D&D now has, and they were filled to the max with stuff you could power-game.

Among the disadvantages: weirdness in multi-classing rules, crazy xp system, convoluted rules, bigger books requiring more strength to lug around, and a lack of a box to put things in.

Players Handbook Advanced Dungeons and Dragons (Advanced Dungeons & Dragons, 2nd Edition)
Image Courtesy of paperbackswap.com

2nd Edition: Not only did this edition function on THAC:0 which was ridiculous, it also had the weirdest skill proficiency system ever. It’s possible that if you ever managed to read all the rules on weapon speeds that you could actually play a game. Thankfully, you were still weak-ass enough to die all the time and there were enough rules to make power-gaming a viable option. Multi-classing is still weird.
Dungeons and Dragons Player's Handbook: Core Rulebook I
Image Courtesy of Barnes and Noble.com

3rd Edition: Long after everyone thought D&D was dead, a new crew took over and came out with 3rd edition. Simpler and easier to understand than second, stealing everything from advanced, and implementing ‘skills’ along with characters who didn’t instantly die at first level: 3rd edition was a major comeback. Only in retrospect as a game designer do I now notice that 3rd edition also had the beginnings of the foul ups to come. Skills actually don’t work; starting out decent at first level leads to an ever-escalating numerical war which will eventually ruin a game; and removing THAC:0—which at the time I thought was brilliant—actually screws up a lot of the numbers which make the game function properly. Did I mention you could still power-game the crap out of 3rd?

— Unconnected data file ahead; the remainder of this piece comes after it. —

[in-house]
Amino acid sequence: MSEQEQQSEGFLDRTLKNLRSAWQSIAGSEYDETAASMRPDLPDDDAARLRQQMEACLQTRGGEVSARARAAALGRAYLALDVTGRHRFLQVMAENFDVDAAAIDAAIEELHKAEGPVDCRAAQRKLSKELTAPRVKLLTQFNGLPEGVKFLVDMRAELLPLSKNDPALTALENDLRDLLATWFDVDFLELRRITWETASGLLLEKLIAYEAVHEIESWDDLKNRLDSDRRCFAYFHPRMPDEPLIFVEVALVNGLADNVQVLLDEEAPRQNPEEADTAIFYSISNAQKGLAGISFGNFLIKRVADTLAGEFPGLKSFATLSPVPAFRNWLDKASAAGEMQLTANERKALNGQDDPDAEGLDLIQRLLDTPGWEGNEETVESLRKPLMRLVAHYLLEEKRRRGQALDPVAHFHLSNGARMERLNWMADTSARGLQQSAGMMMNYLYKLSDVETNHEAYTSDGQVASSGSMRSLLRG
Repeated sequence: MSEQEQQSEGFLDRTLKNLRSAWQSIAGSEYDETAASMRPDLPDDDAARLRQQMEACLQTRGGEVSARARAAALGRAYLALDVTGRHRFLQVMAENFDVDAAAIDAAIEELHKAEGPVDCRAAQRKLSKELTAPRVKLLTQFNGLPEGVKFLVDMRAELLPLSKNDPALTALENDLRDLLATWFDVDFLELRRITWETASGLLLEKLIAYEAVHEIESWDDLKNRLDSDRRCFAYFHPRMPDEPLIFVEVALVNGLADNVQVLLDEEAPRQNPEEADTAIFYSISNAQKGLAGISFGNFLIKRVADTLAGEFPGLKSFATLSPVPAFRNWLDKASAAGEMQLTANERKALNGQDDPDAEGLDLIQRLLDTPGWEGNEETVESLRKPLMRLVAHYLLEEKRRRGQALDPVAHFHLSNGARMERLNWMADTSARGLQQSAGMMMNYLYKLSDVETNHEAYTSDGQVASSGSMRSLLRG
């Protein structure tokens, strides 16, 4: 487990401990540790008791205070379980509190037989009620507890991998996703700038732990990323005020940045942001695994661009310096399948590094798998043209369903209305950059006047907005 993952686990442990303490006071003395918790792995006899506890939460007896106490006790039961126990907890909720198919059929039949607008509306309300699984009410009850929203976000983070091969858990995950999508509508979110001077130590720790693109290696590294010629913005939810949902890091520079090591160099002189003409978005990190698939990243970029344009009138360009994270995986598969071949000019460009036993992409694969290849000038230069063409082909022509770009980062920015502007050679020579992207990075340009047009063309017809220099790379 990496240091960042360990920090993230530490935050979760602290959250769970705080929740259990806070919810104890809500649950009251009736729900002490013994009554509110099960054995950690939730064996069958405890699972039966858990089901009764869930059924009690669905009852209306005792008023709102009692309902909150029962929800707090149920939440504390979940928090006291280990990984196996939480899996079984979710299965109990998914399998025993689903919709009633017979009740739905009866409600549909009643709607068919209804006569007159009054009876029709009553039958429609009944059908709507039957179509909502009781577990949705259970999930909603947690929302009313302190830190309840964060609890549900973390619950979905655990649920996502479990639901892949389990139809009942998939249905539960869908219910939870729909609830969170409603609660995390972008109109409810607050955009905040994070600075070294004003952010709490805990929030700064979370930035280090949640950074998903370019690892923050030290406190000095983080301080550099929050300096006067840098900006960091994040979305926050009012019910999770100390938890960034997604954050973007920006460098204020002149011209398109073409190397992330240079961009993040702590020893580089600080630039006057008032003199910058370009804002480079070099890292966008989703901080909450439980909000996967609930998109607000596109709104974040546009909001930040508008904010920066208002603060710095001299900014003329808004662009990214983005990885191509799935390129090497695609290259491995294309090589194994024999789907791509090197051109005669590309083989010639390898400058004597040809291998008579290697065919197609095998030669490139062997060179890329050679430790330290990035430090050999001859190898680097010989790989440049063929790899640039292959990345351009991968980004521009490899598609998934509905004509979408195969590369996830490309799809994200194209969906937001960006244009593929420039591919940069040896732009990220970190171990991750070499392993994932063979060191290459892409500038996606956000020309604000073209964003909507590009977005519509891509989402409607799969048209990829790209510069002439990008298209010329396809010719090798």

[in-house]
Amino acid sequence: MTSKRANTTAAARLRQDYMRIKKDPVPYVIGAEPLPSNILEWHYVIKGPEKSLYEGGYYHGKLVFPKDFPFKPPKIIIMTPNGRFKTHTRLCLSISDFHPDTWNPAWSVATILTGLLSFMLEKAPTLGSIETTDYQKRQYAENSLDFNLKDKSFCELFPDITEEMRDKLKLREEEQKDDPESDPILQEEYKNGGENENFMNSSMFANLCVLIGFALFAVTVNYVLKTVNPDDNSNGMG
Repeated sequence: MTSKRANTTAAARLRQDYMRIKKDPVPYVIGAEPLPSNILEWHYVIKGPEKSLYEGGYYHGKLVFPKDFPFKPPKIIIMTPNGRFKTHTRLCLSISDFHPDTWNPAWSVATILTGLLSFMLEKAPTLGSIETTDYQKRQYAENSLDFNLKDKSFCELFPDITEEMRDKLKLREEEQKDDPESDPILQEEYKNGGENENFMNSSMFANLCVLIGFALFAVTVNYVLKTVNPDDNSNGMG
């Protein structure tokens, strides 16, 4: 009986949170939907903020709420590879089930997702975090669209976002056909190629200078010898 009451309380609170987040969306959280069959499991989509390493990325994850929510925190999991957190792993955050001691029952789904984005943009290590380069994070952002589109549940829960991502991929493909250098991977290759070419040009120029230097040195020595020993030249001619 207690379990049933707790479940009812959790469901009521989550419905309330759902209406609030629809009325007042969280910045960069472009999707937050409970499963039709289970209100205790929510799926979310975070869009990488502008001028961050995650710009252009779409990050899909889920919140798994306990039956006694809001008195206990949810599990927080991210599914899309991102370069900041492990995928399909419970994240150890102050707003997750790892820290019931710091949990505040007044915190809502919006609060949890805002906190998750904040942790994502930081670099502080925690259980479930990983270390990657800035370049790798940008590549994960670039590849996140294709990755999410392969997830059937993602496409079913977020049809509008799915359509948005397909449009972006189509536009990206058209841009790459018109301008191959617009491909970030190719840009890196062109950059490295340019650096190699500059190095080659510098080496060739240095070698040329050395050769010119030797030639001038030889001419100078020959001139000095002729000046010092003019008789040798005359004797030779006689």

3.5 Edition: What the heck? A partial decimal edition doing nothing more than replacing good rules with miniatures ones so they can sell you all the books you already bought over again? Did I miss anything?